Zella Mehlis P1001-0 :: Guns.com
A little known unlicensed one Walther PP with a real Cold War pedigree, the Zella Mehlis P1001-0 come from the GDR and are harder to find here than the Berlin Wall.
Carl Walther’s famous arms factory was founded in Zella-Mehlis, Thuringia, in 1886. But in 1945, when the Soviets knocked on the door at the end of the Second World War, Walther pulled off tree stumps and left the later GDR (officially the German Democratic Republic (GDR) for the looser West Germany on the other side of the Cold War Recreating Carl Walther GmbH Sportwaffen in Ulm along the picturesque Danube on the border with Bavaria.The flagship pistols of the PP and later the PPK series were soon put back into production as part of a partnership with Manurhin in France and then for final testing and proofing shipped to Ulm.
Although this beautiful Walther PPK / s is stamped Walther and stamped from Ulm, it was made by Manurhin in France. (Photo: Chris Eger / Guns.com)
In the GDR, meanwhile, in order not to let half-destroyed arms factories fall into disrepair, the communist regime was soon again producing weapons for souped-up police officers, border soldiers and soldiers of the People’s Army. As a result, the former JP Sauer & Sohn works in Suhl were renamed Ernst Thälmann Waffenfabrik after a leader of the Communist Party of Germany.
The equipment from the old Walther factory in Zella-Mehlis was also put back into operation and allegedly delivered to Thälmann. The P1001-0, an unlicensed clone of the Walther PP in .32 ACP, was produced there in small numbers in the mid-1950s, probably from a mixture of leftover parts from the time of the Second World War and new components.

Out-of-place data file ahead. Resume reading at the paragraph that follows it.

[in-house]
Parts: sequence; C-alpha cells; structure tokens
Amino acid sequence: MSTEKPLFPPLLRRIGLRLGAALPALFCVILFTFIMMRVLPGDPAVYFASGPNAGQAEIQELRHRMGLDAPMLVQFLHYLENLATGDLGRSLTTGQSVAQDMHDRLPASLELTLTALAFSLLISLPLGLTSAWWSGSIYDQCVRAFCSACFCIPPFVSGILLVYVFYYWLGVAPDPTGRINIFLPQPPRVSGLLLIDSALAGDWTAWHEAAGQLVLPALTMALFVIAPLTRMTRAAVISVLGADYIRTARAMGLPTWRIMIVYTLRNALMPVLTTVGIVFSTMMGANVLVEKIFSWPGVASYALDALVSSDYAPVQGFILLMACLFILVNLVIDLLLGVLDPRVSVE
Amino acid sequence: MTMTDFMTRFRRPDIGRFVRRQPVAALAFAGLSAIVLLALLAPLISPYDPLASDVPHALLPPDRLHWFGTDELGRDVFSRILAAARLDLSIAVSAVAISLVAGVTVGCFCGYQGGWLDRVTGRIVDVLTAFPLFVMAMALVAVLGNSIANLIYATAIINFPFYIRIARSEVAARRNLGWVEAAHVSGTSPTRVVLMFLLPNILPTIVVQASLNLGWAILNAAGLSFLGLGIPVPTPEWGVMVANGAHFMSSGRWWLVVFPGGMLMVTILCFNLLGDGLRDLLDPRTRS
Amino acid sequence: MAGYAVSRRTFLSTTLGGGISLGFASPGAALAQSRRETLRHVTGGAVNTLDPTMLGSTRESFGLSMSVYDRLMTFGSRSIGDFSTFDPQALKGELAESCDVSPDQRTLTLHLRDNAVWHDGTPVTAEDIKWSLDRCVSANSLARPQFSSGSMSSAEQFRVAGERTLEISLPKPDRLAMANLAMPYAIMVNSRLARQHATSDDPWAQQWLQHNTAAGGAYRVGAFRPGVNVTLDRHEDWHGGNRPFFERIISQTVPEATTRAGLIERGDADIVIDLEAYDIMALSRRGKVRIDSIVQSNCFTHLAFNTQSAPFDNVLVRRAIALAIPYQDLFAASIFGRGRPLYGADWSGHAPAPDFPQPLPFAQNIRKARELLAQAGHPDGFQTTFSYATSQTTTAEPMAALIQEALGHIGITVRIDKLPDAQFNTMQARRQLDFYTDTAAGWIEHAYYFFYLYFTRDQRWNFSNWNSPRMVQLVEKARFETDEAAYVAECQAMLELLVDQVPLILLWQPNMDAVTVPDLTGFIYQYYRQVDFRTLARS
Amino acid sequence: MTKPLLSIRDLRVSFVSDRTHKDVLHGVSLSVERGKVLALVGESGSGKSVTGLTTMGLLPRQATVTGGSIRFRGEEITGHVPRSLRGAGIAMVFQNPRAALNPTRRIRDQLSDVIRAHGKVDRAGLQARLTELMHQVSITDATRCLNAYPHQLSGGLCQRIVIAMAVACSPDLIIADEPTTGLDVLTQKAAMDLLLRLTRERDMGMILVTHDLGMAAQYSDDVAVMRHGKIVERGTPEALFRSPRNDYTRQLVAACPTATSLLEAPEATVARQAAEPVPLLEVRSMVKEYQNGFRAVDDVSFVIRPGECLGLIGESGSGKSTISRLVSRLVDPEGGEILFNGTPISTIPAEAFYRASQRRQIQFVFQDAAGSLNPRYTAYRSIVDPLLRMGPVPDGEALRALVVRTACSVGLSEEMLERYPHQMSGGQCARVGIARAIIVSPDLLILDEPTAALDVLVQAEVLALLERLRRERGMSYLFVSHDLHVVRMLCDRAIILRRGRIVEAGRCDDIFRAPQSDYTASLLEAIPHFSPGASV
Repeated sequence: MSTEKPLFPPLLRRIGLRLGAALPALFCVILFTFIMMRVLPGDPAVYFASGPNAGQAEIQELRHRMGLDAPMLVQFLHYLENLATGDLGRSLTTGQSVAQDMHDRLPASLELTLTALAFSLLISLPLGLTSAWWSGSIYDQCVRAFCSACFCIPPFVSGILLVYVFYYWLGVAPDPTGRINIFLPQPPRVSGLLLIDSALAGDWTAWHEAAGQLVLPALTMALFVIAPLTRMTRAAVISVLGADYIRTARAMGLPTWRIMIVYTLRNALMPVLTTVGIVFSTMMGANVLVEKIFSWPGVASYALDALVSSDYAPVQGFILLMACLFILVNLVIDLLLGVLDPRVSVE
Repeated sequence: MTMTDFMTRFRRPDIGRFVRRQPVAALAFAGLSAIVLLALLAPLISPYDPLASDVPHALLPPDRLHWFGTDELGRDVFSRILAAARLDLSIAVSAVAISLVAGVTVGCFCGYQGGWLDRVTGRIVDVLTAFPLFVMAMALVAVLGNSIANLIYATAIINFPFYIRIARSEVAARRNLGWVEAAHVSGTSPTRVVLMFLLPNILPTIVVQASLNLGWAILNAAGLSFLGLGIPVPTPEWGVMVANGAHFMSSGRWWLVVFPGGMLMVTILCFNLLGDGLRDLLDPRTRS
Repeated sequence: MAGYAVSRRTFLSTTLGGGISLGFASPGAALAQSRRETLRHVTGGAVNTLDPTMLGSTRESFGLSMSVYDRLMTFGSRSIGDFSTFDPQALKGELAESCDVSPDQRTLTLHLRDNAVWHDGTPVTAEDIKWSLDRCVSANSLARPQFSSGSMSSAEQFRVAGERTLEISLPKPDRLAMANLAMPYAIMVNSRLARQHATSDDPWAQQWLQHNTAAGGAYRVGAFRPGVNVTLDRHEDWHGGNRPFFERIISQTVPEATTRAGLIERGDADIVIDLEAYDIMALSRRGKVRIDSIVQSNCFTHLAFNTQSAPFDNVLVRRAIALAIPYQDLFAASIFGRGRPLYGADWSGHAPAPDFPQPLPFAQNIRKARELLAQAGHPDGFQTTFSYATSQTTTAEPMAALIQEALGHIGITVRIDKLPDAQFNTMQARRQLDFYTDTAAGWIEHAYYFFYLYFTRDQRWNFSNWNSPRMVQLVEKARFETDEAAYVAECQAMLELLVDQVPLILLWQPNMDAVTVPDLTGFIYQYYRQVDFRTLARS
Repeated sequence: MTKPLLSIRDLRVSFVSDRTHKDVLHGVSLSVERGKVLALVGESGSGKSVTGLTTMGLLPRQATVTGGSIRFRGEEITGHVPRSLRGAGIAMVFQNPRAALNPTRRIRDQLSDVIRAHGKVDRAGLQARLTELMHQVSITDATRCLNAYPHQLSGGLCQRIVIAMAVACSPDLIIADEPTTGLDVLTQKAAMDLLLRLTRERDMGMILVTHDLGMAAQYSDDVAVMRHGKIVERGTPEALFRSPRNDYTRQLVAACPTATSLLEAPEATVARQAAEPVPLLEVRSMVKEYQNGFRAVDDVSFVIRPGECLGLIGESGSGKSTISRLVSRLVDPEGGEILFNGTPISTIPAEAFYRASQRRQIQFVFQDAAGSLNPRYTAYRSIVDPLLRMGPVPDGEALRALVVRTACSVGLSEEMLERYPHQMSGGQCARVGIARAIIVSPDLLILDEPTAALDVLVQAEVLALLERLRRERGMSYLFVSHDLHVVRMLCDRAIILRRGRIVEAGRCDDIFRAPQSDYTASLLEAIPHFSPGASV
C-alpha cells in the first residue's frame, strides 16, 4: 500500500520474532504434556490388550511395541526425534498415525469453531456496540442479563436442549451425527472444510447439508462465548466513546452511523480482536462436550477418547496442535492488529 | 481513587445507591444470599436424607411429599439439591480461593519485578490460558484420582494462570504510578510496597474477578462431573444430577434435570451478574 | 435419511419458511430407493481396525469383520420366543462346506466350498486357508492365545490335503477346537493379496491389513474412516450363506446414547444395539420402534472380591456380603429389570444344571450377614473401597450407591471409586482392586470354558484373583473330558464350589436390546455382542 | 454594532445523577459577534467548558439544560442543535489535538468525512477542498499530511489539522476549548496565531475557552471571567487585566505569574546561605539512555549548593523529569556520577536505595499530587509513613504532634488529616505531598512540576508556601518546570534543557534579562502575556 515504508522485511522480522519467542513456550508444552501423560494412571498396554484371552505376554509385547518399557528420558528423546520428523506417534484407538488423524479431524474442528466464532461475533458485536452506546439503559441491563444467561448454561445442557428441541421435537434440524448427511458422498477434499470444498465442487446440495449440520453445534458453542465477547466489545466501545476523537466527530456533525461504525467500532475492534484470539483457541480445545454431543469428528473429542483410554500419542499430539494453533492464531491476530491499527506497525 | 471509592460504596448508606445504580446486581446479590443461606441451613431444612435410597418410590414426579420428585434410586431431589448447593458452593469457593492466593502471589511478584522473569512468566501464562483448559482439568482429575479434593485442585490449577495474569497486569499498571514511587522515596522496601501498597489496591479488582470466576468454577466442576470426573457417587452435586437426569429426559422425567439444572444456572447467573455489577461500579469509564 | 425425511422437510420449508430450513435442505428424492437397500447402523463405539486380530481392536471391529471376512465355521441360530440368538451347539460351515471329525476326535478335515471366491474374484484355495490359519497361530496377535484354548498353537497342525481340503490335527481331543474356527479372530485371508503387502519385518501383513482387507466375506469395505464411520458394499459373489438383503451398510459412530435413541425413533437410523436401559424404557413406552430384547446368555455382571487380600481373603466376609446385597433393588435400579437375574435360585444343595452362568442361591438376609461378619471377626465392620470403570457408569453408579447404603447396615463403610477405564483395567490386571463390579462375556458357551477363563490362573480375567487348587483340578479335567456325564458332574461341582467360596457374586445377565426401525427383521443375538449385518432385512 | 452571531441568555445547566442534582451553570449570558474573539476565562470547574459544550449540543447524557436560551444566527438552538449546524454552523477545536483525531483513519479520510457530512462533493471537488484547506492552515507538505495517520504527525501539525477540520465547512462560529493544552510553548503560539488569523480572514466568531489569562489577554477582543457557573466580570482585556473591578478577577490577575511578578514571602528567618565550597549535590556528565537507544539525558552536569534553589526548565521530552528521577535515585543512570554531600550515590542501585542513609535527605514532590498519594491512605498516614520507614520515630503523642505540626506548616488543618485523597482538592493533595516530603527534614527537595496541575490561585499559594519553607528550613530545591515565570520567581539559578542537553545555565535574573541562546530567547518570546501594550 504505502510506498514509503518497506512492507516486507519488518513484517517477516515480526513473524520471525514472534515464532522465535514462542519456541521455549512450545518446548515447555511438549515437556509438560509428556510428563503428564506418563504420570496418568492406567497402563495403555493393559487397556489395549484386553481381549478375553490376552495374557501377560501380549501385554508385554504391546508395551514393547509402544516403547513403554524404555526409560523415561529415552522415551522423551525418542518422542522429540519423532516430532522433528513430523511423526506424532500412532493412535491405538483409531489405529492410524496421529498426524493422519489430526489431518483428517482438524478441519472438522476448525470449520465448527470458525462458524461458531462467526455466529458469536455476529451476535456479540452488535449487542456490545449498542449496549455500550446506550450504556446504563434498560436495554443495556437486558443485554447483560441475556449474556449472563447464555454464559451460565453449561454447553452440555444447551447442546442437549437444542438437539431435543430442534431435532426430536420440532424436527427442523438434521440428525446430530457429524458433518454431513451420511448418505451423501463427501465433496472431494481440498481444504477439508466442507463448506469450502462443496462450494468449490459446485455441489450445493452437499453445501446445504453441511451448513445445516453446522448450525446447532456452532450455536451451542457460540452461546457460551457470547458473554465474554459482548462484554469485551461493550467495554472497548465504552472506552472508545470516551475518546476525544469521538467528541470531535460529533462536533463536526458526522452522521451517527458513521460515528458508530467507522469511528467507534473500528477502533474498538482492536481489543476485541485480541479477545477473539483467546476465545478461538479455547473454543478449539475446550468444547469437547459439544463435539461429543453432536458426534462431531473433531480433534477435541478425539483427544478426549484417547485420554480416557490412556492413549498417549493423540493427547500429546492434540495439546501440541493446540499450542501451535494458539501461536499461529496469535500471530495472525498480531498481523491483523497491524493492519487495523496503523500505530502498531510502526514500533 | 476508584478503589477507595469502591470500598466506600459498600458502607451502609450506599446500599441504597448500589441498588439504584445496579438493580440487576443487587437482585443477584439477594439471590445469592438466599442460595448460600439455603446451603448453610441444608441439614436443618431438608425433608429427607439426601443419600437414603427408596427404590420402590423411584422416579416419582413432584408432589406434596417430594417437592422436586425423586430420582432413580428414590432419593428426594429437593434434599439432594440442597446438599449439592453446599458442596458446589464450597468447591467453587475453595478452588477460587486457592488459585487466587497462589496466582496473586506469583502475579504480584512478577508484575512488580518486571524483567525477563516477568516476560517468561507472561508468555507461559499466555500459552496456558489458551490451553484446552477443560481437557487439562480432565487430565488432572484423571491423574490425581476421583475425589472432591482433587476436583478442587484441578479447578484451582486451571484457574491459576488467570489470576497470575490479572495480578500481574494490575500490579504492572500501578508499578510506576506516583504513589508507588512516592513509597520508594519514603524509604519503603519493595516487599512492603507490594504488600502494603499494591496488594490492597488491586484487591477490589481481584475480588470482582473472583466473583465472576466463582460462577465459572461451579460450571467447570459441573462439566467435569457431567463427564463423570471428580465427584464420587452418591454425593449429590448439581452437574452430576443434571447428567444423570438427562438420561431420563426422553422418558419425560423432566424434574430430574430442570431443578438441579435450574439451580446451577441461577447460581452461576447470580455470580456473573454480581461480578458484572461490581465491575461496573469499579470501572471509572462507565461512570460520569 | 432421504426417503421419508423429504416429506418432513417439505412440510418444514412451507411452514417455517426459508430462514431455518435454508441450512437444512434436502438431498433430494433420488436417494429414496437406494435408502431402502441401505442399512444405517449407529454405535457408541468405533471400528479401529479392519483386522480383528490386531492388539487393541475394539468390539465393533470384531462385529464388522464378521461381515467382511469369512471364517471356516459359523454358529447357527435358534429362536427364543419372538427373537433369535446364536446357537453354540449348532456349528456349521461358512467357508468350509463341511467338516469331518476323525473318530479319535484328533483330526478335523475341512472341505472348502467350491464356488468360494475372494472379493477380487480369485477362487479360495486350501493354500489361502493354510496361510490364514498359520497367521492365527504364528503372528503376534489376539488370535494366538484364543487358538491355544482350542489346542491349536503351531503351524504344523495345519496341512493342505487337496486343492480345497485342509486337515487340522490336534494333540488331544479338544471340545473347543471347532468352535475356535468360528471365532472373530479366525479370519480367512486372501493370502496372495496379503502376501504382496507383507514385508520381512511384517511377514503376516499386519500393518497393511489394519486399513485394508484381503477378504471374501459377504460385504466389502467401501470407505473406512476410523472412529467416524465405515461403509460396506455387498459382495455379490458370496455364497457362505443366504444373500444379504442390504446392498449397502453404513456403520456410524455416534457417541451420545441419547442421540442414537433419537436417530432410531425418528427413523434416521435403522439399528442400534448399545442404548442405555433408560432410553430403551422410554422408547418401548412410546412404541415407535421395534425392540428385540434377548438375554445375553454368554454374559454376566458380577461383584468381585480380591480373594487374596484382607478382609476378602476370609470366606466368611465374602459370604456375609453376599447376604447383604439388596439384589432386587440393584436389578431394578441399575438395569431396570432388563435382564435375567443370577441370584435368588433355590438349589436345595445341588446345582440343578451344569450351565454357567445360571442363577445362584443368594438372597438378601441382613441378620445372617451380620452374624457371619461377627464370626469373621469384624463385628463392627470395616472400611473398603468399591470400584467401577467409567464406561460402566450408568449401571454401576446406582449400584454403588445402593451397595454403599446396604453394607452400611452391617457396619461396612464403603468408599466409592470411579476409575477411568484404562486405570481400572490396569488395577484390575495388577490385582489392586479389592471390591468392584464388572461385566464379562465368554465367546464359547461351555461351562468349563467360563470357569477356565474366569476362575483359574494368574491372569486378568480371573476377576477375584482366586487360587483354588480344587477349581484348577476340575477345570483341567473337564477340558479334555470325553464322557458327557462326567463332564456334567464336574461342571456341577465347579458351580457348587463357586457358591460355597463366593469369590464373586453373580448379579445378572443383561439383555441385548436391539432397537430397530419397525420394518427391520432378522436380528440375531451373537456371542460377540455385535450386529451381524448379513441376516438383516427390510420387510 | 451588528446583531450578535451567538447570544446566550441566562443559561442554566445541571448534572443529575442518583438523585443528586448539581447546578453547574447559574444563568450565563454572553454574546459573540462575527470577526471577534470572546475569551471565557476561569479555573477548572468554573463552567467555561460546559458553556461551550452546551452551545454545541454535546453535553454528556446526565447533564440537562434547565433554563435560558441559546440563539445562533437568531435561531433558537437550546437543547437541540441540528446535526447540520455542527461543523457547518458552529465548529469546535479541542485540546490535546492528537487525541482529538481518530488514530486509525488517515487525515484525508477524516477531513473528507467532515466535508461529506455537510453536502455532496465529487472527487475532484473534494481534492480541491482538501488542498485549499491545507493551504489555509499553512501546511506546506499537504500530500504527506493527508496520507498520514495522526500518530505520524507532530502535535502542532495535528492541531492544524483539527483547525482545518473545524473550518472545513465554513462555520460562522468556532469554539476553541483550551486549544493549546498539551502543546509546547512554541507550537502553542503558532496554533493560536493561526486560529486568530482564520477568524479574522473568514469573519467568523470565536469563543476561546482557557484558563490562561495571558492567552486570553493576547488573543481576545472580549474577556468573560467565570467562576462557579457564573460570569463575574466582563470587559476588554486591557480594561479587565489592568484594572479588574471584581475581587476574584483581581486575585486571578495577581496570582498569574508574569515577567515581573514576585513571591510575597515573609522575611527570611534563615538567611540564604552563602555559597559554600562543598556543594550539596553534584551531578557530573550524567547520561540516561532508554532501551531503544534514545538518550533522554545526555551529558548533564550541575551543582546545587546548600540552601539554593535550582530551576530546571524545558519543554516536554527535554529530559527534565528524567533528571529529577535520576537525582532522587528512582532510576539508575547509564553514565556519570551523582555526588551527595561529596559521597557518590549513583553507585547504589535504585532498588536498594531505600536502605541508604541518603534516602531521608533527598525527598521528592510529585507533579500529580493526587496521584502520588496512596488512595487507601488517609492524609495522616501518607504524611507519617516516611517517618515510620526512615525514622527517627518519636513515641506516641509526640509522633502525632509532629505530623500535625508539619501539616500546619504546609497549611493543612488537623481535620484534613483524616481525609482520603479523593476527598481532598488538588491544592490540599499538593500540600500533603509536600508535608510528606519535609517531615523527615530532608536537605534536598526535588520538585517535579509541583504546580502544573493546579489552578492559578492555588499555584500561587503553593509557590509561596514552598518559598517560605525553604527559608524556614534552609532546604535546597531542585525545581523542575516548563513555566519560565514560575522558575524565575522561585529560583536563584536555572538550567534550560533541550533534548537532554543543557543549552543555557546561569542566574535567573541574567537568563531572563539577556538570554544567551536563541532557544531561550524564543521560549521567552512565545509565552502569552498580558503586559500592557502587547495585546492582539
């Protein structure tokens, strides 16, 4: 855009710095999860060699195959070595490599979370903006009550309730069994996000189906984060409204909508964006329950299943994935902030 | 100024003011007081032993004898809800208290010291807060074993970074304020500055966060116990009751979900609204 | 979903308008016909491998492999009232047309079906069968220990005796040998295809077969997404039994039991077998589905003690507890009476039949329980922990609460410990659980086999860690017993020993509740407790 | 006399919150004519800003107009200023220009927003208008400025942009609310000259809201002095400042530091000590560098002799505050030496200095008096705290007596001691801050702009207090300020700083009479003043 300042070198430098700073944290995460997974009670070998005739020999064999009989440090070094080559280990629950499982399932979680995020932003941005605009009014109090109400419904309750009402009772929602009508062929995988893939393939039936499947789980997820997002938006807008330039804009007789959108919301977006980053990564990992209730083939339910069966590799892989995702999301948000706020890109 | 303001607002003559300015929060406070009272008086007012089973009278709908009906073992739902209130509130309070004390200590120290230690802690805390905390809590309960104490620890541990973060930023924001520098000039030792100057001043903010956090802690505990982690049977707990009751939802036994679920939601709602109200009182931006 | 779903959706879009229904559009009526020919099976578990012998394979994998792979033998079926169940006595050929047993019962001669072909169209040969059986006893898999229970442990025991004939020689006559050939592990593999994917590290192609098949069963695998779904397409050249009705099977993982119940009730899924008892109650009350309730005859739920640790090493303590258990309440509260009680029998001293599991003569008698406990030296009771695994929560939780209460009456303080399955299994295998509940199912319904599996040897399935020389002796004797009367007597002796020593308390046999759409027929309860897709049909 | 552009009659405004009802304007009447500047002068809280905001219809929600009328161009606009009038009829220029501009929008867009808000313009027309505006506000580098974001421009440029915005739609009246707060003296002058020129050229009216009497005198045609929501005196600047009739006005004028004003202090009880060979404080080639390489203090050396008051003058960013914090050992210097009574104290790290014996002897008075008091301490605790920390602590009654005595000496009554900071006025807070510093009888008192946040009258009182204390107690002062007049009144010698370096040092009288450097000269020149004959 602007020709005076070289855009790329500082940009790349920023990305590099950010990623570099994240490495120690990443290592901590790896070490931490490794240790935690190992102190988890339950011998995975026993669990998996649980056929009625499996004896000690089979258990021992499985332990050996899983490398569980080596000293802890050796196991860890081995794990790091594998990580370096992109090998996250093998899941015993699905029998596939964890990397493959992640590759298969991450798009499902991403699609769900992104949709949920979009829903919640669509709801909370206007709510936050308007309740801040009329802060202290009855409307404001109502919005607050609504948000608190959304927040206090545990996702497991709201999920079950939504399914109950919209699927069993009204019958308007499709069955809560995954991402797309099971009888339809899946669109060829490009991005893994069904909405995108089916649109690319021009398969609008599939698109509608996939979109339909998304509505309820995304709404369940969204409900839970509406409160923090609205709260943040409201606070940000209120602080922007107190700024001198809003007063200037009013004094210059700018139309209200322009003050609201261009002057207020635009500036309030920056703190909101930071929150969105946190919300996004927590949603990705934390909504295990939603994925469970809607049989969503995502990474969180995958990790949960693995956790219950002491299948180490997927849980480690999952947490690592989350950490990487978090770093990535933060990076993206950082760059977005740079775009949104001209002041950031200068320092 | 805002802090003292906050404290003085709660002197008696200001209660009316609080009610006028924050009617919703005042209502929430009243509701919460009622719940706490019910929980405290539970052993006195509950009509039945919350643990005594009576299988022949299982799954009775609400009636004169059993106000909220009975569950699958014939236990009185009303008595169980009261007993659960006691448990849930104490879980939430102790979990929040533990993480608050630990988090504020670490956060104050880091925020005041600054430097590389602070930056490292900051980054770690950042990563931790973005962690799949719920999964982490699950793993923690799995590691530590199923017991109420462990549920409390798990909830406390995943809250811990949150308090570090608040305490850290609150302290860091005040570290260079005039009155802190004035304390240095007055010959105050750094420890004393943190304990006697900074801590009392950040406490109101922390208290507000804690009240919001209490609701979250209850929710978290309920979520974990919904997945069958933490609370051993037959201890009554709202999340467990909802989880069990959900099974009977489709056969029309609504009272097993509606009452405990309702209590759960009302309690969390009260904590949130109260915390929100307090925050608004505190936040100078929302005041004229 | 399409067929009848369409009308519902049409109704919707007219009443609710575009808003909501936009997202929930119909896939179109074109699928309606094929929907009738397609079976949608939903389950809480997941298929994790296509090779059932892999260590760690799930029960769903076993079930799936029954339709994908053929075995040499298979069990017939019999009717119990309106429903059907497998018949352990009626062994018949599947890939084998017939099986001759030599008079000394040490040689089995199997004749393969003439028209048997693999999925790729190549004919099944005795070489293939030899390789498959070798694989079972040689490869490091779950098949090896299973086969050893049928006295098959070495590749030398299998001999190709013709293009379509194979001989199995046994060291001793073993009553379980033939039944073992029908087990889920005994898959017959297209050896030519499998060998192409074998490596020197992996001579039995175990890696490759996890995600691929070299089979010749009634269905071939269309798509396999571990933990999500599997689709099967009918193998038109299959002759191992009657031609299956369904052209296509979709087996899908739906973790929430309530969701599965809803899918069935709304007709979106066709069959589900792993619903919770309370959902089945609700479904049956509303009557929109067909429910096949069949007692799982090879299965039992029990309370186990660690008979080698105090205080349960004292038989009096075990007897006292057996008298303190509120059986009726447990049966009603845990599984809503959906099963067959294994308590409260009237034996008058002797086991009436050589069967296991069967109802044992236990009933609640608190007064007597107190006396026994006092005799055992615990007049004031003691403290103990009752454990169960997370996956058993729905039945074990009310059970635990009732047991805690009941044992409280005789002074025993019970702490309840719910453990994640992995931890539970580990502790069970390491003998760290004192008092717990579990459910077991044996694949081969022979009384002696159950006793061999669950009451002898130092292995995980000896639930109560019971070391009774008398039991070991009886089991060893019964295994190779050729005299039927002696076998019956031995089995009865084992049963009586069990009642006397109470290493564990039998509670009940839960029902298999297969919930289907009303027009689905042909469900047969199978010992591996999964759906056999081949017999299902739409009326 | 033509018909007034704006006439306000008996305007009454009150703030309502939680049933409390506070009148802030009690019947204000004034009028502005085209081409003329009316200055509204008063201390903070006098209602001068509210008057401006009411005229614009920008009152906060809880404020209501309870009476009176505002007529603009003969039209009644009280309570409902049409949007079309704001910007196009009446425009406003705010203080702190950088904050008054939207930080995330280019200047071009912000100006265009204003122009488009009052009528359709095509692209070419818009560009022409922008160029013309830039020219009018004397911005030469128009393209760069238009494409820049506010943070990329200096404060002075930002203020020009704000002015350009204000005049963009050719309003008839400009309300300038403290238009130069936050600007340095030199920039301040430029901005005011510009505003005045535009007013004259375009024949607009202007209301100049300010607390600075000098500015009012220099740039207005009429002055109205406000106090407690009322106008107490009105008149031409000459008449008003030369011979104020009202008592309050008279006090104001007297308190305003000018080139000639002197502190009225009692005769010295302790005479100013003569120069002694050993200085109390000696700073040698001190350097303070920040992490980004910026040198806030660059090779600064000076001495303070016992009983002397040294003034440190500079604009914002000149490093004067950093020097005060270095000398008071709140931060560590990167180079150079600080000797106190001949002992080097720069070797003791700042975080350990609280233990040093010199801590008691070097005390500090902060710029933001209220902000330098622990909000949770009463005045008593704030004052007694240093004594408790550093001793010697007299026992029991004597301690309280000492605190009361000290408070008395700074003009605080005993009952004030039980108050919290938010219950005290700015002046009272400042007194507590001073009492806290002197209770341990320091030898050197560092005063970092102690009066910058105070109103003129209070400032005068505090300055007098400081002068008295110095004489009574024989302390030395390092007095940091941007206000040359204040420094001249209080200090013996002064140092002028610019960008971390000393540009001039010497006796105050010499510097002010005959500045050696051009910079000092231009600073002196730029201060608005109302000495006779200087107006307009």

Later the East Germans got along with the Soviet program and took over the very Walther-like Makarov PM in 9x18mm, with production allegedly starting around 1958 at Thalmann.
The P1001-0 was manufactured in small numbers in East Germany in the mid-1950s.
Chambered in .32 ACP, they are clones of Walther PP models.
Most of the P1001-0s in the US came from an excess batch purchased and exported from Hämmerli in the 1980s. Between the exporter and the importer, the rolling symbol “Zella-Mehlis” was added on the foil as well as the lowercase “ac” stamp, which was Walther’s assigned weapon code from the time of the Third Reich. They typically have Hämmerli markings on the barrel as well.
This WWII Walther PP shows a real “ac” stamp instead of the one you see on the P1001-0.
The “ac” and “Zella-Mehlis” roll brands were likely added in the 1980s when surplus weapons were being exported from Europe to the US for post-war testing.
While the P1001-0s were hated by Walther purists when they first hit American shores because they had “fake” AC brands and weren’t technically Walthers, these guns still carry a very strange story that goes with them France was made Manurhin / Walthers of the same era just can’t keep up.
IF YOU LIKE THAT AMAZING WEAPONS, CHECK OUT OUR Carefully Curated Military Classics AND Collector’s Corner SECTIONS!